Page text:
In the mid-nineteenth century, man’s ingenuity saw the creation of machines that could transform soft, woven rags into ‘shoddy’ and harder rags into ‘mungo’ and the ‘recovered wool’ industry was borne.
It was between Morley, Ossett and Dewsbury where this fledgling branch of the textile industry was focussed, offering mungo and shoddy to local mills which became blankets and heavy coatings. Hence the area acquired the name of the ‘Heavy Woollen district.’
Originally, the Heavy Woollen district was considered to be, for the purposes of cricket, within a six mile radius from Batley Town hall with professionals prohibited from playing.
Oldest continuous cup competition…
The first year of the Heavy Woollen Cup was way back in 1883; a fact that means it is only just pipped by the Ashes as the oldest cup competition anywhere in the world.
In typically Yorkshire fashion, what it can rightfully claim to be is the oldest continuous cup competition there’s ever been; contested every year come what may; not even two World Wars, industrial depression and inter-club wrangling stopped play.
Batley-born Louis Hall was the inspiration for creating a cricket competition in the area which was called, in full, the Heavy Woollen District Cricket Challenge Cup.
Hall represented Yorkshire as a batsman from 1873 and made a name for himself five years later with 78 against the first Australian XI for the Eighteen of Hunslet (grand name for a team).
Prince of Stonewallers
Speaking of which, he acquired the nickname the ‘Prince of Stonewallers’ which back then was not as damning as it would be today.
Taking 165 minutes to score 12 against Kent in 1865 was particularly impressive. But Wisden records that despite the pace of his innings, Yorkshire grit was at the heart of a successful county career:
‘Since then he has been one of the most consistent of players, and has, year after year, been either at the top, or very near the top, of the Yorkshire averages, the county having certainly been able to boast no other batsman so safe, steady, and dependable.’
Sure enough, some 11,095 first-class runs in 315 matches attest to that; with twelve hundreds including one knock of 160, which you imagine must have taken several weeks to compile.
Hall top-scored in a match between a Yorkshire XI and a soap manufacturers based in Thornes, Wakefield in aid of Dewsbury District Infirmary, and it inspired him to call a meeting at the Royal Hotel in Batley in 1882 to organise a local cricket contest.
The first draw featured 25 teams including what surely must have been a plum tie of Dewsbury United Clerks against Healey Lily of the Village.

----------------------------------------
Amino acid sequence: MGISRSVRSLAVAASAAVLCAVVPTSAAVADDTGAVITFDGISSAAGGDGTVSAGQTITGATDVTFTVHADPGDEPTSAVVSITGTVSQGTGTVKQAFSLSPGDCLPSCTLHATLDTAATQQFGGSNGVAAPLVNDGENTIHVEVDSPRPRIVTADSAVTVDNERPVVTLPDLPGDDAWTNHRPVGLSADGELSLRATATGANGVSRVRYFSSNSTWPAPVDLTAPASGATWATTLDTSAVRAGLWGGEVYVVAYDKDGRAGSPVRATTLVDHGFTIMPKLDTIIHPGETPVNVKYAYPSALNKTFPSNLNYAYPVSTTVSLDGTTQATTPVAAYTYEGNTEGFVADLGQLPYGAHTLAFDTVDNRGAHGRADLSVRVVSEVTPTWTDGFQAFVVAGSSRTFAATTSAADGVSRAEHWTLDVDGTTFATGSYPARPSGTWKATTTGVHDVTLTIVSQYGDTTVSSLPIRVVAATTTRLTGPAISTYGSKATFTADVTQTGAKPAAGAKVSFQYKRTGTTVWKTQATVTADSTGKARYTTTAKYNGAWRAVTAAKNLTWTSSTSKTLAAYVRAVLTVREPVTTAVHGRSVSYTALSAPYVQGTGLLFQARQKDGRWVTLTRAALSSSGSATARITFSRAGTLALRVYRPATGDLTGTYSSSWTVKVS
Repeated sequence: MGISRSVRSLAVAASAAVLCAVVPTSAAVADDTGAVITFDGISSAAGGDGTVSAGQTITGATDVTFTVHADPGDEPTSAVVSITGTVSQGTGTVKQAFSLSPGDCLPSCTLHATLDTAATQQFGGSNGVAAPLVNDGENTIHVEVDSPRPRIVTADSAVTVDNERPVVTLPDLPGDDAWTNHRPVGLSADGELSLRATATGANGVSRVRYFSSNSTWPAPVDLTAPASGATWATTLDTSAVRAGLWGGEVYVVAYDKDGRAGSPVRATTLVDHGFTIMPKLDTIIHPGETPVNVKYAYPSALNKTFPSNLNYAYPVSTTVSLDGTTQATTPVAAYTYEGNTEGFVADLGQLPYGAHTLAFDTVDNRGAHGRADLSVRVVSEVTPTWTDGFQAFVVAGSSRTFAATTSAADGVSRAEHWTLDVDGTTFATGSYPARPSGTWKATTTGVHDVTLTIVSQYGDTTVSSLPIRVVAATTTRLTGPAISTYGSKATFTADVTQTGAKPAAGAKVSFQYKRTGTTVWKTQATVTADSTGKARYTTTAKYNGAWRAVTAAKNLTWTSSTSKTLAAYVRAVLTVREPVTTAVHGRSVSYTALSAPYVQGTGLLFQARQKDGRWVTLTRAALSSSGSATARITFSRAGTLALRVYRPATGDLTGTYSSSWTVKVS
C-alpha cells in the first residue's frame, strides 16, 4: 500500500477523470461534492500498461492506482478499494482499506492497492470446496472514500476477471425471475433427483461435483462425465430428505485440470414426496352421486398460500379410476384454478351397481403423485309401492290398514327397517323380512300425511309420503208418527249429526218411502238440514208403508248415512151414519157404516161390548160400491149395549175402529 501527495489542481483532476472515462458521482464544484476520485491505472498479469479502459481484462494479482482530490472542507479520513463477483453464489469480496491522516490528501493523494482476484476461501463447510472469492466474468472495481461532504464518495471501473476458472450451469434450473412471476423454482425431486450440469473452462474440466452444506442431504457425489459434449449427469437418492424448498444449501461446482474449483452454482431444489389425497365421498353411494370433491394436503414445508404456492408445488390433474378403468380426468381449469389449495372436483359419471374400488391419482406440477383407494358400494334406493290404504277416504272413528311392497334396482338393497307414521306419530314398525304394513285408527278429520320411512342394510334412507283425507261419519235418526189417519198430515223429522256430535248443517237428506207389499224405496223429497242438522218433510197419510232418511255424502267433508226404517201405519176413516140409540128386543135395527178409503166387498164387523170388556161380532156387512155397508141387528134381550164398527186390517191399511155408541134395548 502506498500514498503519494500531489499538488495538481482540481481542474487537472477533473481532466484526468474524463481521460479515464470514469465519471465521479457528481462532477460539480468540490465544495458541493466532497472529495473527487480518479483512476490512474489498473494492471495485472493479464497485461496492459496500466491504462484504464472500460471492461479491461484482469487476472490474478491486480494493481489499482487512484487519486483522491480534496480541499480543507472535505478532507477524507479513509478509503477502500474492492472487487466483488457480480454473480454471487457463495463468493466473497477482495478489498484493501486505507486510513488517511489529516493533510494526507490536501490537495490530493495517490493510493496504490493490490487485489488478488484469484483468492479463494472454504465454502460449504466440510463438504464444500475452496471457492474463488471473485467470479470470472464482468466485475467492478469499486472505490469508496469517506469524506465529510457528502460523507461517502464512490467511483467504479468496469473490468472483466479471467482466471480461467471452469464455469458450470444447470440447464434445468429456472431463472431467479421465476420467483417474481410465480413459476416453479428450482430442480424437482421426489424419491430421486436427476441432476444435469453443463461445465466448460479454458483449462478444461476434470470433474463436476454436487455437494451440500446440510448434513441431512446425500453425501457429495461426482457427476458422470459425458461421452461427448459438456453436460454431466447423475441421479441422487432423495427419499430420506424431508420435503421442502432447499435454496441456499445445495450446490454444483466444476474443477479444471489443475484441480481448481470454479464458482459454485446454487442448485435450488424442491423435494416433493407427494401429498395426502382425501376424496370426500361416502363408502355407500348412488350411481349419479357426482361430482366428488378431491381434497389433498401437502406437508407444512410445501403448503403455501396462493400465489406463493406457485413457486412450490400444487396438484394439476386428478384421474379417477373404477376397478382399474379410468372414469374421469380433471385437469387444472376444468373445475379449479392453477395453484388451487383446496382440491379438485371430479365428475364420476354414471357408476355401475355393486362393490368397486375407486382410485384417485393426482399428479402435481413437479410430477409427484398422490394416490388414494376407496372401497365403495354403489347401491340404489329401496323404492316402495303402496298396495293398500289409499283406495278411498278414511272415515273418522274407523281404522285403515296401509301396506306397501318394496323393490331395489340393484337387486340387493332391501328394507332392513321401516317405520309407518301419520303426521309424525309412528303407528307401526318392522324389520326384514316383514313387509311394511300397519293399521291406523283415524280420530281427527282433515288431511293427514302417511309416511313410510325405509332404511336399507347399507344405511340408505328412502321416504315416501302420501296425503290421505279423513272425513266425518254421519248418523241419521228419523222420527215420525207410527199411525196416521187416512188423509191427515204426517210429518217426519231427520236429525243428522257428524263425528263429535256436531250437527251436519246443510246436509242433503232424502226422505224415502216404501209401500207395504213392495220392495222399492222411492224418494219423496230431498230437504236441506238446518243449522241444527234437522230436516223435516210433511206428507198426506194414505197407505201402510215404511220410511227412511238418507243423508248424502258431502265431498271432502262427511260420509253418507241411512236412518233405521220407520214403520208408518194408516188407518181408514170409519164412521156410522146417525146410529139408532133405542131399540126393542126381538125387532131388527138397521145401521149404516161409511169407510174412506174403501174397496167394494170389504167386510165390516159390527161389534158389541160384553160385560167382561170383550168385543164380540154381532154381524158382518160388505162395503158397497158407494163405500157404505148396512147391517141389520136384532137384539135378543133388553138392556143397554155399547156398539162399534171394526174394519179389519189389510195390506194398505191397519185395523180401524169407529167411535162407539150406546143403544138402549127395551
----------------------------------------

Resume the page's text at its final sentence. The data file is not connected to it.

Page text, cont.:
We have the spectacular website that is the Cricket History of Kirklees and Calderdale’ project to thank for being able to trawl through old archives of Heavy Woollen Cup matches.
In 1883, Heckmondwicke (136) took on Dewsbury Savile (71) in the first final, which was curtailed by rain. The gate receipts were £82. The match was continued and concluded five days later.
An original clipping reporting the match is a delight in nineteenth century journalism with comments like: ‘With the exception of Moon and Dutton, the remainder of the Heckmondwicke innings calls for no comment, the whole being disposed of for a total of 136.’
We really should write like that still today, I might just kick off a revival.
Similarly, an LBW decision is written up as: ‘Williamson stopped one of Sykes’s straight ones with his leg, and retired for 3.’
The original Heavy Woollen Cup was a spectacular prize; a glorious silver orb with decorated side plinths that each had three cricket bats propped up together. The highest level of the Cup went yet higher still with a cricketer standing proud.
Nowadays, the cricket competition has flung open its doors a little wider and teams need to be within 18 miles radius of Batley Town Hall.
Fast forward to 2013
So, we skip a proud history to 2013 which is the 130th year of the Heavy Woollen Cup. A total of 32 teams began the quest for glory in the first round.
Arguably the tie of that opening clutch of matches was a Bradford League showdown between Pudsey Congs and Woodlands, which Congs edged by 26 runs.
it’s an all-Bradford League final this time round too. Hanging Heaton contest this year’s final of the Solly Sports Heavy Woollen Cup on Sunday 4 August on their own Bennett Lane ground against New Farnley.
New Farnley’s path to the final began uncertainly with a bowl out 2-1 against Delph and Dobcross due to rain. A 34-run win over Morley followed then a five-wicket defeat of the Huddersfield League outfit Scholes in the third round. The semi final was an 86-run triumph over Wakefield Thornes.
Allrounder Nick Walker and keeper-batsman Lee Goddard are two to watch with the bat if available having impressed in earlier rounds.
Fast bowler Nadim Hussain is a threat as is Dave Cummings. Hanging Heaton have former Yorkshire CCC allrounder Gary Fellows in their ranks, who lifted the trophy last year as captain of Wrenthorpe. Fellows hit 75 not out in the seven-wicket, semi final win over last year’s finalists, Townville.
They also boast former county cricketers in pace bowler David Stiff and leg-spinner Mark Lawson who captains them. There is also that added spice of a former New Farnley opening bowler Dan Busfield playing against his old club.
It promises to be a livewire encounter with a packed crowd at Hanging Heaton Cricket Club on Sunday and anyone can make a name for themselves on the day.
It’s an opportunity for us at Cricket Yorkshire to soak up the atmosphere as a neutral and see the culmination of a Yorkshire cricket competition with a deservedly proud history.
Sources: Bradford League website, CK Cricket Heritage, and Mike Butler’s excellent From Batley to Barnsley: A History of the Heavy Woollen District 1883-2005.
*Image: The original trophy is no longer in service with a newer trophy presented to the winning captain.by